Copyright© 2015 by Gordon Johnson
Jeannette replied, "It is a compliment, actually, to find that someone thinks of me as a desirable woman. It doesn't happen often."
Enid added, "Anyway, dear, you have my permission to ogle her. I get plenty of ogling from you, so she deserves a little attention. She is a nice woman."
Tom was gobsmacked. Permission to admire another woman? This was unheard of. He wondered. "Enid, are you pregnant again?"
"Why, Tom, how nice of you to notice! Yes, I am. How did you know?"
"When you start acting out of character, I know something is up." He hurriedly turned to Jeannette, "No slight on you, my dear. You are indeed a delightful creature. It is Enid who is different tonight."
"No matter, dear," said Enid. "How did you get on at work today? Any word from The Personalia?"
"There was indeed. They have managed, by devious ways, to confirm that Jeannette's story is true."
Jeannette heaved a sigh of relief. "Nice to get my story proved, Tom."
Tom hesitated before going on. "There is more. They cannot say who your Malan child is, just from the records on Earth, held by that lawyer firm. There is a possibility that DNA might suffice to show a link to a particular child, so they want a saliva sample for testing, if you are willing to provide that, Jeannette."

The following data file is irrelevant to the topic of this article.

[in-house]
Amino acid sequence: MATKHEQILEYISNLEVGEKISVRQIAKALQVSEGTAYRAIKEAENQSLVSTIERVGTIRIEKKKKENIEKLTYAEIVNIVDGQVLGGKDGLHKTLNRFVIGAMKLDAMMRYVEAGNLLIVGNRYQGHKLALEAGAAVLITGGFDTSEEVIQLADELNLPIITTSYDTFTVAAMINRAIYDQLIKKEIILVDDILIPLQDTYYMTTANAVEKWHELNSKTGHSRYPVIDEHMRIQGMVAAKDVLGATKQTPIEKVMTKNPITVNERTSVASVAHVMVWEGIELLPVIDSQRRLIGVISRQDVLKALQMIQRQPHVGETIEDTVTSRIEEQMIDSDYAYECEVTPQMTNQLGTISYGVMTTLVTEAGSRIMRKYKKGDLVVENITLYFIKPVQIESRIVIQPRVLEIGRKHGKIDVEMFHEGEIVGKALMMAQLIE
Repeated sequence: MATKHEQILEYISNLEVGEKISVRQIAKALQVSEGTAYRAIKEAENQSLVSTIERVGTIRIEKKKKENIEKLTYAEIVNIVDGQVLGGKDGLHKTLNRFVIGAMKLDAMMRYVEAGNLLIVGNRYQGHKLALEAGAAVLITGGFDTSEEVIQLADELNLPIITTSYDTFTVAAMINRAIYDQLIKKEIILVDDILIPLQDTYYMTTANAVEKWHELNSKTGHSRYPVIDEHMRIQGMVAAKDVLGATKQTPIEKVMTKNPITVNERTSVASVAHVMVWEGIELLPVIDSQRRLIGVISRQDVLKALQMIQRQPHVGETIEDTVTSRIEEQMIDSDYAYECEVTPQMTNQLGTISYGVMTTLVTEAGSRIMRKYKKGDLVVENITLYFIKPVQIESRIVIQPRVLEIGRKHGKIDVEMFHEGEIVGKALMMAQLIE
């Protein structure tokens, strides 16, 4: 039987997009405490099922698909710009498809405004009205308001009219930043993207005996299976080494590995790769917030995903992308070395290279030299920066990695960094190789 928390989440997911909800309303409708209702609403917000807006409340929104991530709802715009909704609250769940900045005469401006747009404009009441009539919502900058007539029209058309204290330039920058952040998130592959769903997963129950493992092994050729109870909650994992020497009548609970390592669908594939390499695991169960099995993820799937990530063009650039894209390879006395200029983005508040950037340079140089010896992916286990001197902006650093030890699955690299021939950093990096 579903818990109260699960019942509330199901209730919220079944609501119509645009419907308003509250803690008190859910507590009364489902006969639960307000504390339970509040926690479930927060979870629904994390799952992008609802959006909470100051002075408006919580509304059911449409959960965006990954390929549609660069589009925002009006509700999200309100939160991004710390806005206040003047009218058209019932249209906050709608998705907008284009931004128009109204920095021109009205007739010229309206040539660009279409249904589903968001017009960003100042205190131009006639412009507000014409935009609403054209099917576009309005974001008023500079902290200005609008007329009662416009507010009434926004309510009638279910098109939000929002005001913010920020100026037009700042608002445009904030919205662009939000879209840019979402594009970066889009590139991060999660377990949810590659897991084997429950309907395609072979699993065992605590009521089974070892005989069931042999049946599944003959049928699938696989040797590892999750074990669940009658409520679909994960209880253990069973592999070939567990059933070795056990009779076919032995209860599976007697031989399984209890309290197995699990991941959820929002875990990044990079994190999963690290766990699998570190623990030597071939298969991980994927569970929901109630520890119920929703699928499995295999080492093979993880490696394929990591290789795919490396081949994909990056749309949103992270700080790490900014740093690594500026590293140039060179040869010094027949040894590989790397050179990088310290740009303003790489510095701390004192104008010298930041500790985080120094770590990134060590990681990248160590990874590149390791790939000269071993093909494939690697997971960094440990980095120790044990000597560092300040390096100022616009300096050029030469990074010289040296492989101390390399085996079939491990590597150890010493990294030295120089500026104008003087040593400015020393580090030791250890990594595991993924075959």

"Of course, Tom. Do I have to kiss you, to give it to you, or will a sample tube do the job?"
Enid giggled at the suggestion. "I am all for belt and braces, Jeannette. Give him both."
Jeannette got up from her chair, a trifle unsteady due to the wine, and came over to kiss Tom on the lips. "Belt done. We need a sample tube for the braces."
Enid laughed at the shocked expression on Tom. "Tom, you should see your face!" She described it: "Pleasure and guilt, all rolled into one."
Jeannette had another look in his direction as she sat down on her own chair. "Yes, Enid. I think he enjoyed that saliva test."
Tom tried to get back to normal. "The other matter is that I neglected to consider the safety of the other mothers of Malan children. There are probably three other human females of Earth, who did what you did, Jeannette. They would not be safe if we published just now."
Jeannette put her hand to her mouth, in fear. "Oh, yes. The poor girls. They may be picked up and hidden away to prevent their story coming out; maybe worse."
Enid was similarly shocked at the thought. "We can't have your story coming out at this time, Jeannette, I agree. Can you stay with us while Tom gets a search started, somehow? They would all have to be brought to Rehome to prevent them being gagged for ever."
"Yes, you are right, Enid. If it is not too much of a nuisance to you ... I can pay for my stay, any reasonable sum. The British Government paid me for my "duty", and there was that so-called inheritance from America, so I have some capital, and if I sell my house in Yorkshire ... I don't think I am going back there... , I will have some cash."